ASL University | Bookstore | Catalog | Dictionary | Lessons | Resources | Syllabi | Library


Semantic Range:
 

William Vicars
Initial date: Jan 21, 200
8
 

Semantic Range

In a message dated 1/21/2008 5:20:20 A.M. Pacific Standard Time, lwilt@ writes:
Hi, Bill, I have a question for you – what is the difference between using the sign for “blame, accuse” to indicate “fault” versus the sign where the hand drops down from “responsibility”? do either of these signs represent the concept of ‘having many faults’ (shortcomings)?
Thanks for your help!
Linda Wilt


Linda,

The "BLAME" sign can mean "accuse," "It is your/my/his/her/its fault" or "blamed." This sign is directional thus it can indicate who or what is "at fault" or who is being "accused" as well as who is doing the accusing.

The "FAULT" sign is non-directional and needs a sign such as "YOUR," "MY," or "HIS/HER" to indicate the object. This sign cannot be used directly to indicate "accusation." You would need to sign, "SHE INFORM-me your-FAULT" or "SHE TOLD-me YOUR FAULT."

"Shortcomings" would not use the sign "FAULT." Shortcomings would be described with phrases such as:
"HE/SHE PROBLEMS MANY!"
"HE/SHE WEAK MANY!"
"HIS/HER CHARACTER? SO-SO."
"HE/SHE not-GOOD-ENOUGH."
Such phrases would be accompanied by non-manual markers (facial expressions/body language) such as a "scrunched nose."

-- Bill


In a message dated 1/21/2008 10:11:12 A.M. Pacific Standard Time, lwilt@ writes:
Ok, so besides one being directional and one needing a possessive pronoun both sign mean the same thing?


In a message dated 1/21/2008 1:46:28 A.M. Pacific Standard Time, BillVicars writes:
No. Each sign has its own semantic range (a range of meanings). The semantic ranges of the two signs do overlap, but not completely.
If you look the words up in an English dictionary you will note that the word "fault" has about twice as many meanings as the word "blame."
The ASL sign FAULT only expresses two or three of the meanings of the word "fault."
The meanings of the word "blame" generally contain the concept of "to" as in "to find fault," "to accuse," "to attribute."
I generally think of the ASL sign "FAULT" as being limited to meaning "responsibility for some negative occurrence or situation."
The ASL sign BLAME carries a wider semantic range than the ASL sign "FAULT."



In a message dated 1/21/2008 1:01:54 P.M. Pacific Standard Time, lwilt@ writes:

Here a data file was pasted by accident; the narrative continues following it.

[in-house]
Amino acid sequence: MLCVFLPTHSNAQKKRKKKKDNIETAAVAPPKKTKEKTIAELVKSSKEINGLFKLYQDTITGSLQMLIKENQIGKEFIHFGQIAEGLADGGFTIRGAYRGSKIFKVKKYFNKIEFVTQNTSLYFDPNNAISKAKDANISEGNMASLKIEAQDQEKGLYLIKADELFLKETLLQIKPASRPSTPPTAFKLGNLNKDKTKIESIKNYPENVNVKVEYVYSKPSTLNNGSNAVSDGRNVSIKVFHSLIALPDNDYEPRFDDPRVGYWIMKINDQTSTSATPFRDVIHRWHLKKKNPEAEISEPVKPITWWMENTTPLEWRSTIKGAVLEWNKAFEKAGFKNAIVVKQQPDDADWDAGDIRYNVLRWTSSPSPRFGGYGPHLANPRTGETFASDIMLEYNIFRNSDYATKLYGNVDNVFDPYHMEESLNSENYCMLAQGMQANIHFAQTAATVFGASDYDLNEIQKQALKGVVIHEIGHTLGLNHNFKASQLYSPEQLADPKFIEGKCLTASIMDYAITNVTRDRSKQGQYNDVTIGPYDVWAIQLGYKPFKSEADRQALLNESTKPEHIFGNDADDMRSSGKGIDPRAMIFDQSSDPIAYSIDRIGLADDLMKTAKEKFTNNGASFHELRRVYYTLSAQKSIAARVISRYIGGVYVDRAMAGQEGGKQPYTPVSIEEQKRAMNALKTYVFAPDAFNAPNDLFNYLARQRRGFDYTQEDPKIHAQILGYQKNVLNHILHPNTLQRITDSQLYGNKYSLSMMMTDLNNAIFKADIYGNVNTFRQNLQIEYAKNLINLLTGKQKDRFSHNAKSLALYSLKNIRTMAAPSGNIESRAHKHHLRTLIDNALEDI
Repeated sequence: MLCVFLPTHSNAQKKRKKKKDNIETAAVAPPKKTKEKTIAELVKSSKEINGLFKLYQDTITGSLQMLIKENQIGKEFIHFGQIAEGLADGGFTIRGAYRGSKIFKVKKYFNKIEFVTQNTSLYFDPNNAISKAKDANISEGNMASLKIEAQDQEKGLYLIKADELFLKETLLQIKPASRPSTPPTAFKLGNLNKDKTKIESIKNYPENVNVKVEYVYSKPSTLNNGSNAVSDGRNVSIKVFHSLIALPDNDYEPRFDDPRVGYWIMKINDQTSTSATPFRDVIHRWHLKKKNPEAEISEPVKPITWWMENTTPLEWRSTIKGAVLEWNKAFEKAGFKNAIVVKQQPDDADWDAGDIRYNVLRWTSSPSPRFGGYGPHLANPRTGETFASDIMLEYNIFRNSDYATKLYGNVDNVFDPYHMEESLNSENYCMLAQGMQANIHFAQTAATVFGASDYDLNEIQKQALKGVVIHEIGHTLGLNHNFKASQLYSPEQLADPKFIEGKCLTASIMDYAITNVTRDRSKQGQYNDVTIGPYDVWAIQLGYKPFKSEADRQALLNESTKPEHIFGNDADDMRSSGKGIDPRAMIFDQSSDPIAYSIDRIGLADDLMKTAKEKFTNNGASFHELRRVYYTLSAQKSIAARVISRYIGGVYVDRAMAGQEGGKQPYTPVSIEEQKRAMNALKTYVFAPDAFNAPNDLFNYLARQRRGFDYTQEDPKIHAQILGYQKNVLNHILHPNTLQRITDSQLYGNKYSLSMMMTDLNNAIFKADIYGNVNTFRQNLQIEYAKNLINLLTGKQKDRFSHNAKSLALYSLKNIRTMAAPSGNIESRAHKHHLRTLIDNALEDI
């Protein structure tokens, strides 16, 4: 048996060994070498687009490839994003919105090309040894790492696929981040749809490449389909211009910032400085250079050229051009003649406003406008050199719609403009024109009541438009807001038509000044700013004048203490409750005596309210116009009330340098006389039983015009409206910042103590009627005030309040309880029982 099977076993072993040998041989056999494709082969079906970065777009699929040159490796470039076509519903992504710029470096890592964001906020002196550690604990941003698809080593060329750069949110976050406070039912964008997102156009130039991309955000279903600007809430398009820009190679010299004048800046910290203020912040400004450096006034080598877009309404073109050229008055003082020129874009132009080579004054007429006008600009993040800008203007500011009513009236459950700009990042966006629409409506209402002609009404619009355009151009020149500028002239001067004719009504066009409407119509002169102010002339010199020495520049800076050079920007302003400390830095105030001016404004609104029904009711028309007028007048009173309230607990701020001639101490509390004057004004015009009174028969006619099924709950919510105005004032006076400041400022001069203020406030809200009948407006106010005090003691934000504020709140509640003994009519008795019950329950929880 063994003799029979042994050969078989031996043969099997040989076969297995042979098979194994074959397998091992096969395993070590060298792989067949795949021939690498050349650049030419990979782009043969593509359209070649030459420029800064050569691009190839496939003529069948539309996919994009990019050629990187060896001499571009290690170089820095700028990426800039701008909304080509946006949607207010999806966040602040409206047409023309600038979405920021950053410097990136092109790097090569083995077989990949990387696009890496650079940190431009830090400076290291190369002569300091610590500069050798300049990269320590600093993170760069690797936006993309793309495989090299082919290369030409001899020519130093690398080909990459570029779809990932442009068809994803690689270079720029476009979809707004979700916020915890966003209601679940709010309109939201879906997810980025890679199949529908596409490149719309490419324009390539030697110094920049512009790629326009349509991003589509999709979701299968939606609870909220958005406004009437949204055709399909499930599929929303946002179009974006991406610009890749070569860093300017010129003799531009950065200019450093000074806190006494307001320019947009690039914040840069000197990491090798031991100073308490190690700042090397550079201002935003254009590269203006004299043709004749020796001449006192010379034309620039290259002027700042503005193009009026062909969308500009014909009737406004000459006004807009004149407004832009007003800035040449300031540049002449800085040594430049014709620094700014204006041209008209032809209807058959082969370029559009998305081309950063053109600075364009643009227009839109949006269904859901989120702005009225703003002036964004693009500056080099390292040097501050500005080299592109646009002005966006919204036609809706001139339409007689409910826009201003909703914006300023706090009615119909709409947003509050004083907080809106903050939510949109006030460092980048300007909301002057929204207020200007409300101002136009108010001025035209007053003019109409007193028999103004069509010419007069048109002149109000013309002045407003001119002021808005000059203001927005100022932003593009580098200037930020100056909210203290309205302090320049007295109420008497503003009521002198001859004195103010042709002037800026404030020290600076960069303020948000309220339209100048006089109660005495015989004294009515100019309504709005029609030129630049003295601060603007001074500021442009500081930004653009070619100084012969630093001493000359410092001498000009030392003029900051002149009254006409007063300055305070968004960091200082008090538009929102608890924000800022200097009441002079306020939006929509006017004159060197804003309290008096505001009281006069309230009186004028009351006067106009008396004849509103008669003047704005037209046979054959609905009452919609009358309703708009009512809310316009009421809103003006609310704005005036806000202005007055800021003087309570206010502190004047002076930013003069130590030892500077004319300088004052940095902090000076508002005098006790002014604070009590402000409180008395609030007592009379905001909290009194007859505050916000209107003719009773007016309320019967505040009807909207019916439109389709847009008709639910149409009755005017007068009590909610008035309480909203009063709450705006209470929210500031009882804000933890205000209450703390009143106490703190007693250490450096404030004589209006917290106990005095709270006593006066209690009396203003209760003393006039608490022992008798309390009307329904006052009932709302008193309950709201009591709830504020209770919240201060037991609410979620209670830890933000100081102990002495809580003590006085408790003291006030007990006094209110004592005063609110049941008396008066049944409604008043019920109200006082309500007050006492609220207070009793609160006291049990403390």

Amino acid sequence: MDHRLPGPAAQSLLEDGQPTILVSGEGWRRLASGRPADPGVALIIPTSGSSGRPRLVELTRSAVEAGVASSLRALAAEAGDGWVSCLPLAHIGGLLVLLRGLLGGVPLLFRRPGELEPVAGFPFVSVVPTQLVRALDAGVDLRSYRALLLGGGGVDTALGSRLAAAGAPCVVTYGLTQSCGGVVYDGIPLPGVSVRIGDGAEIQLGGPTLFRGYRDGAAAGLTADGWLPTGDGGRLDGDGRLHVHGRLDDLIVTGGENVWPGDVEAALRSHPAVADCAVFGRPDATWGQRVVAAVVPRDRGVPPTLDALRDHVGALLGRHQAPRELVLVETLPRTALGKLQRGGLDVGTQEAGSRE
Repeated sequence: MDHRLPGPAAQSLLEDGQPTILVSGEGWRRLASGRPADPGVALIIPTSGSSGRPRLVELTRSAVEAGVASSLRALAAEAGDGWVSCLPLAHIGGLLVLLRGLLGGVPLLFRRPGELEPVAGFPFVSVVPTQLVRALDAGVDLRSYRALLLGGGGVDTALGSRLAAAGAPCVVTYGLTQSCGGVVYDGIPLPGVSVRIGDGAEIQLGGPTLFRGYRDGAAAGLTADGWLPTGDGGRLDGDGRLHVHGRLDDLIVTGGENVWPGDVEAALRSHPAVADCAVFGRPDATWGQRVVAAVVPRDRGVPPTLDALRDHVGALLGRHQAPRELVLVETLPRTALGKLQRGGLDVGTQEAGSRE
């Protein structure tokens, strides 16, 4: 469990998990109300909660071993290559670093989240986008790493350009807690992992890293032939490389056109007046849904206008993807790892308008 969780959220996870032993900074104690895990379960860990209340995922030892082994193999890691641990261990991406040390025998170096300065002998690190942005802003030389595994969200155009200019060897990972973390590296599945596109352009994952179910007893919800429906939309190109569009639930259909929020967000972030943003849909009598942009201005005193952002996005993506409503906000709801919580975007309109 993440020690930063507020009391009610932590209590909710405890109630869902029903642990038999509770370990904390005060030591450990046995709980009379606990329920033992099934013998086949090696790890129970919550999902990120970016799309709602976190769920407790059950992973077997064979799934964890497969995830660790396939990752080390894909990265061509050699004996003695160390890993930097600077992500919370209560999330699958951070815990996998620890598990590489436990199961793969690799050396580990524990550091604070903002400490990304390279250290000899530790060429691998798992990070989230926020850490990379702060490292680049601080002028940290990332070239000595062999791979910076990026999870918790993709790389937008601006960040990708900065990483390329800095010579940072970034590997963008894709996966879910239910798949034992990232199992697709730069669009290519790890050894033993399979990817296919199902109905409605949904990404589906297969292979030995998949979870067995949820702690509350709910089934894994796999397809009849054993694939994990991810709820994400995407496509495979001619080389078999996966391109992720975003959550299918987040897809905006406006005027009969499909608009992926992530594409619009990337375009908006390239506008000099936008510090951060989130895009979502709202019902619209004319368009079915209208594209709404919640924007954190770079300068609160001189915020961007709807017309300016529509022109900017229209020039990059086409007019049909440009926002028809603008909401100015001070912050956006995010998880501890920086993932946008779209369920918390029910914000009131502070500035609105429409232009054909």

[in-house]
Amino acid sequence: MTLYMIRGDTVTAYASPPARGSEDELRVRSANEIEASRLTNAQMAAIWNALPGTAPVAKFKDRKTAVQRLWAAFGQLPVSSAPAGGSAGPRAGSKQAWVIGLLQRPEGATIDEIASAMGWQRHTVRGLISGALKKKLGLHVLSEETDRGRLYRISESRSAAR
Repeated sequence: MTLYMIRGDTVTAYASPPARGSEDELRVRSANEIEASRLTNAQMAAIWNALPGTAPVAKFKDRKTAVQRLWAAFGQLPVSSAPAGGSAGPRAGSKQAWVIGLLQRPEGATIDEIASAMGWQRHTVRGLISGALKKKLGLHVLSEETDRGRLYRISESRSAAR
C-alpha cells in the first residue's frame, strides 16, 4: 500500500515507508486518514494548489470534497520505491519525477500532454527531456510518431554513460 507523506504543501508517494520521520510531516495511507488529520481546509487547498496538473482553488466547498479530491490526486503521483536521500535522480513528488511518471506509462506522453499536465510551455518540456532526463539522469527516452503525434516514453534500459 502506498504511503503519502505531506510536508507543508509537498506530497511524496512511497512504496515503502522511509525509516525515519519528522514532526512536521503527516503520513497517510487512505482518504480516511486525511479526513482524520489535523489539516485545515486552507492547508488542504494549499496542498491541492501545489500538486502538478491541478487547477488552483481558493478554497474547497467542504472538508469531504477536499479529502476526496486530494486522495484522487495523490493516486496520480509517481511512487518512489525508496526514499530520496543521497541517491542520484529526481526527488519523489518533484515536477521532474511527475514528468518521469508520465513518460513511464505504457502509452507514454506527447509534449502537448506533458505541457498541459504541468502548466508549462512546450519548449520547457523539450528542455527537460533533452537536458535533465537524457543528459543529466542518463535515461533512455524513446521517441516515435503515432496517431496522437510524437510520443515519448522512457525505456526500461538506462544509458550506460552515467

Sorry to get so hung up on one concept. It seems like when I use the ‘responsibility’ type fault (ie; it was your fault) my friend gently corrects me by signing the ‘accuse or blame’ fault (as she often does, if I’ve used the wrong sign for a concept she repeats what I’ve said but uses the correct sign in place of whatever I said wrong), and I’ve just had a tough time figuring out the difference in this case.


Linda,
There are many different types of feedback. Here are a few examples:
1.  You are doing the right sign the wrong way. (Production error.)
2.  You are doing the wrong sign the right way. (Semantic choice error.)
3.  You are doing an "okay" sign but here is a more efficient way. (Inefficiency error.)
4.  You are doing an "okay" sign but there is a way to sign it that is further away from Signed English on the signing continuum. (Language choice error.)

Signing "YOUR FAULT" is an okay way to express the concept "It is your fault."
The fact that there is a way to express this with one sign instead of two is too tantalizing of a feedback opportunity for some mentors to pass up. 

There are times when it is more appropriate to sign "YOUR FAULT" than "BLAME-you."
For example, if I want to clearly establish that the fault is definitely yours, not mine I can use the "YOUR FAULT" phrase and produce the sign YOUR in an exaggerated way and hold it longer.

Here is a phrase to ask your Deaf friend to sign:
"Suppose a student fails class, do you think it is teacher's fault?"
If you use the sign "BLAME" for that sentence it leads to confusion.  The listener may think that you are asking if he or she thinks thinks that the student will blame the teacher.

Additionally, if no one is blaming anyone but someone is at fault, and/or we don't know who is at fault we are more likely to use the FAULT sign.  For example, "WHO FAULT?"
If we signed, "WHO BLAME?" it would be less clear since it could be inferred that the signer is asking "Who is doing the accusing?"
 


 


Dr. Bill's new iPhone "Fingerspelling Practice" app is now available!   GET IT HERE!  


NEW!  Online "ASL Training Center!"  (Premium Subscription Version of ASLU)  ** CHECK IT OUT **


Also available: "ASLUniversity.com" (a mirror of Lifeprint.com less traffic, fast access)  ** VISIT NOW **

Want to help support Lifeprint / ASLU?  It's easy!